Shelley Sacks is a social artist, cultural activist, performance artist, author and thinker internationally known for her inspirational lecture-performances, radical social sculpture projects and new pedagogies that connect imagination and transformation. Extending the ideas of Joseph Beuys, her teacher, Shelley has developed the field of contemporary social sculpture within and beyond the art-world and academia, to include change-makers, farmers, educators, health-care workers and activists in many countries and contexts. Global frameworks like Earth Forum, Exchange Values and University of the Trees: Lab for New Knowledge and an Eco-Social Future focus on our capacity to shape a humane and ecologically viable future.
Diego Semerene is a media scholar and filmmaker with a Ph.D in Media Arts from the University of Southern California and an M.A. in Cinema Studies from New York University. Before joining Brookes, Diego taught digital media, cinema and fashion theory at Brown University and the American University of Paris. Diego's film work has screened in film festivals around the world, the Anthology Film Archives and the IFC Center, in New York. He is a film critic for Slant Magazine and has published widely on new media technologies, gender and sexual practices. His work has most recently appeared in Discourse, Frames Cinema Journal, and CM: Communication and Media Journal. His research interests include psychoanalysis, queer theory, fashion history, and the essay film. Diego is working on a book manuscript on digital masculinities.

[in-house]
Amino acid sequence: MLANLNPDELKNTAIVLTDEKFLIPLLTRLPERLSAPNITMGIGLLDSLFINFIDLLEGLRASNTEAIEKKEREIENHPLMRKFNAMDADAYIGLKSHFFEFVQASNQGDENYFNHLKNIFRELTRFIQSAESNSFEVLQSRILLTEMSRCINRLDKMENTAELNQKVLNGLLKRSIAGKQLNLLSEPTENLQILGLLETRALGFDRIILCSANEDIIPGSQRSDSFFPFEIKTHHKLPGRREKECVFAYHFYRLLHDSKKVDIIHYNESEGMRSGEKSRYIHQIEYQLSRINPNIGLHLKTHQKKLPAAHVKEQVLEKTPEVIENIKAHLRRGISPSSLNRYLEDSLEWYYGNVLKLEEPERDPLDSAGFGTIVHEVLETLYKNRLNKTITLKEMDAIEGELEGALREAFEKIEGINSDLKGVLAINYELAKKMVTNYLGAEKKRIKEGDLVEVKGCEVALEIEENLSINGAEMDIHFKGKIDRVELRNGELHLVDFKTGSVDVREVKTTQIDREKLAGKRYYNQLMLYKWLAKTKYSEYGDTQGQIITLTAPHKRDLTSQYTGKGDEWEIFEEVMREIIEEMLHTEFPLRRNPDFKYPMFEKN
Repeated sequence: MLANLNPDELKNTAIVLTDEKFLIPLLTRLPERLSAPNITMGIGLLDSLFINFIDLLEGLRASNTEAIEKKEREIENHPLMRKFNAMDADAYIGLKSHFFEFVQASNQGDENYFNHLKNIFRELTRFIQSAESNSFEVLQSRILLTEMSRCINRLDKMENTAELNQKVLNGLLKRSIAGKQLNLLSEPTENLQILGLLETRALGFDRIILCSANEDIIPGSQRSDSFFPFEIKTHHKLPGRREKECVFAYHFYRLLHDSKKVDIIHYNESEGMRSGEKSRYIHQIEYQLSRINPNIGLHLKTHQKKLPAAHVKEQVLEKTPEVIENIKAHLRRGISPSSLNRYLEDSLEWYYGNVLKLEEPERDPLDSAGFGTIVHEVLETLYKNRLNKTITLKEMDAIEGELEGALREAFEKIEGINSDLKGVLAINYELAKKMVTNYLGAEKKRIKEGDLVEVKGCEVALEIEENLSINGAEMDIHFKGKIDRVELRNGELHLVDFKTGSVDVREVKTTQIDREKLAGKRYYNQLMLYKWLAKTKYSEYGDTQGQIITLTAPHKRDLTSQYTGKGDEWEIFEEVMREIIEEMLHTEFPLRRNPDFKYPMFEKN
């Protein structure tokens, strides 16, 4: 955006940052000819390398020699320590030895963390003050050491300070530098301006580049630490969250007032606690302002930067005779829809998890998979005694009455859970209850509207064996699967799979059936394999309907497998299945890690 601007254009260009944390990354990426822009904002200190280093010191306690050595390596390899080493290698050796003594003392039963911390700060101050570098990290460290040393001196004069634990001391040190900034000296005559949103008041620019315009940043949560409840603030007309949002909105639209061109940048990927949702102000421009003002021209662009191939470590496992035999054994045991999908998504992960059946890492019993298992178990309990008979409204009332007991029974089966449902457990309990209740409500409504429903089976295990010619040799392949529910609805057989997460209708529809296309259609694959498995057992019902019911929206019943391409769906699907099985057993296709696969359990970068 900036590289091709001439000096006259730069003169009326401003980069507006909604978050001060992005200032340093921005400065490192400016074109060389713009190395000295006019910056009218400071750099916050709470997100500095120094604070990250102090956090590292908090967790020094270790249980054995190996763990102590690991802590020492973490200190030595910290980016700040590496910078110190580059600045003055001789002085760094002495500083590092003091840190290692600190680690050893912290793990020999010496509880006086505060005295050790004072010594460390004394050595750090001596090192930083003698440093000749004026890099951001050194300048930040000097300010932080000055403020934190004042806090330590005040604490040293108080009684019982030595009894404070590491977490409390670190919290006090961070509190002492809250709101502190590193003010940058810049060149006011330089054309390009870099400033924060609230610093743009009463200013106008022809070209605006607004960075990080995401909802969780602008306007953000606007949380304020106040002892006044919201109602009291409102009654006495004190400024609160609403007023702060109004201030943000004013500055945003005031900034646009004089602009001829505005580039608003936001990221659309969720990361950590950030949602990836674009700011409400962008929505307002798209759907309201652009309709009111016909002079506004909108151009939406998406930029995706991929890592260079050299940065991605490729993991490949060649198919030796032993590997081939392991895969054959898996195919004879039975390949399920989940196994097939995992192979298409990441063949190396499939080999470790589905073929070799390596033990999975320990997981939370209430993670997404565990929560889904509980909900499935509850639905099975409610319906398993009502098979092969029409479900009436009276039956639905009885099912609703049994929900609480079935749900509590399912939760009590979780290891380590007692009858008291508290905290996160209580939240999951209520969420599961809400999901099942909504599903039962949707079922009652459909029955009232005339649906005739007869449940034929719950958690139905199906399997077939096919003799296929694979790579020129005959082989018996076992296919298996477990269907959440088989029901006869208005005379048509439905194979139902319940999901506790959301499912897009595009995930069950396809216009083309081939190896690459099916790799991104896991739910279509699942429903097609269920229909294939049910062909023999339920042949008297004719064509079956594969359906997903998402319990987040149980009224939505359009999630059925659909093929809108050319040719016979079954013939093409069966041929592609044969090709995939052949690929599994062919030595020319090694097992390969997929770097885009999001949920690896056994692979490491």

Alongside her lecturing, Alexandra is an editorial consultant providing strategic content, PR and brand consultancy services for customer magazines as well as lifestyle titles, brands and start-ups. With over two decades experience editing mainstream titles at major publishing houses including Hearst UK, TimeInc.UK, BBC and ITP Media in the Middle East, her career highlights include launching Harper’s Bazaar Arabia and editing leading online fashion and culture destination, harpersbazaar.co.uk. Alexandra has also written for leading UK titles Marie Claire, Zest, Olive, Now, Woman’s Own, Elle Decoration, You magazine and many more. Follow Alex on Twitter @AlexEditor.